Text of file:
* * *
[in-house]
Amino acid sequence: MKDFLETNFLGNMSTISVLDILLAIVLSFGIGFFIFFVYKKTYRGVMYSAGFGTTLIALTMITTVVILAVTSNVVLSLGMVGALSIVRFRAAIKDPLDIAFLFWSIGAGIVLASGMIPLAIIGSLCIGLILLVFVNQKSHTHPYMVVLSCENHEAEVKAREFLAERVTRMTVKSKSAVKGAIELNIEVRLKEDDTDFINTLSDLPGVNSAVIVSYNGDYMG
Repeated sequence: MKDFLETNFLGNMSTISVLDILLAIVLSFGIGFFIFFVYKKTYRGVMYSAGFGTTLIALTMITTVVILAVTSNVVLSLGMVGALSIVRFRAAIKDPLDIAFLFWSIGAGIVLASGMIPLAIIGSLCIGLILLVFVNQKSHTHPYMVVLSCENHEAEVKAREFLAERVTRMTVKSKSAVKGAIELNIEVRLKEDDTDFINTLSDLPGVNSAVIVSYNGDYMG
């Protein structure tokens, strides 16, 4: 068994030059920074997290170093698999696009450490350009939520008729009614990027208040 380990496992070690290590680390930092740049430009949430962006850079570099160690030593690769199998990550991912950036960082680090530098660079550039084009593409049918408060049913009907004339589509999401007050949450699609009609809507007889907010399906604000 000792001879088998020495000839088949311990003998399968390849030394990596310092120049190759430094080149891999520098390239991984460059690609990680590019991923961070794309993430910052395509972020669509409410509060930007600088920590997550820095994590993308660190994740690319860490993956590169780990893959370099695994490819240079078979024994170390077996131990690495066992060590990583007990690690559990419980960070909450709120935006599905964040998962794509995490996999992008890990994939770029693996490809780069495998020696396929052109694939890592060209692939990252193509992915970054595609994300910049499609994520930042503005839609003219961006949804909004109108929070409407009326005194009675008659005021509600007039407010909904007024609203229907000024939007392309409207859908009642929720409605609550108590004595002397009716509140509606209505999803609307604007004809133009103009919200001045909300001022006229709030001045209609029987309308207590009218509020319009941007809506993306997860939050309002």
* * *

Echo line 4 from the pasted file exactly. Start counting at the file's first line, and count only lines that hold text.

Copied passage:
């Protein structure tokens, strides 16, 4: 068994030059920074997290170093698999696009450490350009939520008729009614990027208040 380990496992070690290590680390930092740049430009949430962006850079570099160690030593690769199998990550991912950036960082680090530098660079550039084009593409049918408060049913009907004339589509999401007050949450699609009609809507007889907010399906604000 000792001879088998020495000839088949311990003998399968390849030394990596310092120049190759430094080149891999520098390239991984460059690609990680590019991923961070794309993430910052395509972020669509409410509060930007600088920590997550820095994590993308660190994740690319860490993956590169780990893959370099695994490819240079078979024994170390077996131990690495066992060590990583007990690690559990419980960070909450709120935006599905964040998962794509995490996999992008890990994939770029693996490809780069495998020696396929052109694939890592060209692939990252193509992915970054595609994300910049499609994520930042503005839609003219961006949804909004109108929070409407009326005194009675008659005021509600007039407010909904007024609203229907000024939007392309409207859908009642929720409605609550108590004595002397009716509140509606209505999803609307604007004809133009103009919200001045909300001022006229709030001045209609029987309308207590009218509020319009941007809506993306997860939050309002």